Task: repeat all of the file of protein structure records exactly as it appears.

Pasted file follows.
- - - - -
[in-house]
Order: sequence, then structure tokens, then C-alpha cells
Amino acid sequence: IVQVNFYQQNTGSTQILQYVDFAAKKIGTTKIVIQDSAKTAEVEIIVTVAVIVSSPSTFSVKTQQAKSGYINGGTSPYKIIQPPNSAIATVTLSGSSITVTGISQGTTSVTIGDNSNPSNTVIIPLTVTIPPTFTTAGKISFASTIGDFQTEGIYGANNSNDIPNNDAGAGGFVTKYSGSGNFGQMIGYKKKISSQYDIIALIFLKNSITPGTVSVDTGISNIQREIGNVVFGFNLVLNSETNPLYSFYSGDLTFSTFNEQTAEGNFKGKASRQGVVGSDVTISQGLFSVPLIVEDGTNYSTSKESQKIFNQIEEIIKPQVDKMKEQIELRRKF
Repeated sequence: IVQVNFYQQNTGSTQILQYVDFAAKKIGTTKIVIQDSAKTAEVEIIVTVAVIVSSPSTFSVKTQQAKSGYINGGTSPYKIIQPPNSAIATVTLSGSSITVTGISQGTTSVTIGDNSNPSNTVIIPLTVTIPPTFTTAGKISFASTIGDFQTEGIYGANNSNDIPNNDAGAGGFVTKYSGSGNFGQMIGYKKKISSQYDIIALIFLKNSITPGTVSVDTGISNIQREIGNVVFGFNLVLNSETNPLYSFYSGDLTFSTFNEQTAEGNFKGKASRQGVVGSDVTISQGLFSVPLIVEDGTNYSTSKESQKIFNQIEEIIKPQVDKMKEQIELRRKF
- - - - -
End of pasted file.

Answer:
[in-house]
Order: sequence, then structure tokens, then C-alpha cells
Amino acid sequence: IVQVNFYQQNTGSTQILQYVDFAAKKIGTTKIVIQDSAKTAEVEIIVTVAVIVSSPSTFSVKTQQAKSGYINGGTSPYKIIQPPNSAIATVTLSGSSITVTGISQGTTSVTIGDNSNPSNTVIIPLTVTIPPTFTTAGKISFASTIGDFQTEGIYGANNSNDIPNNDAGAGGFVTKYSGSGNFGQMIGYKKKISSQYDIIALIFLKNSITPGTVSVDTGISNIQREIGNVVFGFNLVLNSETNPLYSFYSGDLTFSTFNEQTAEGNFKGKASRQGVVGSDVTISQGLFSVPLIVEDGTNYSTSKESQKIFNQIEEIIKPQVDKMKEQIELRRKF
Repeated sequence: IVQVNFYQQNTGSTQILQYVDFAAKKIGTTKIVIQDSAKTAEVEIIVTVAVIVSSPSTFSVKTQQAKSGYINGGTSPYKIIQPPNSAIATVTLSGSSITVTGISQGTTSVTIGDNSNPSNTVIIPLTVTIPPTFTTAGKISFASTIGDFQTEGIYGANNSNDIPNNDAGAGGFVTKYSGSGNFGQMIGYKKKISSQYDIIALIFLKNSITPGTVSVDTGISNIQREIGNVVFGFNLVLNSETNPLYSFYSGDLTFSTFNEQTAEGNFKGKASRQGVVGSDVTISQGLFSVPLIVEDGTNYSTSKESQKIFNQIEEIIKPQVDKMKEQIELRRKF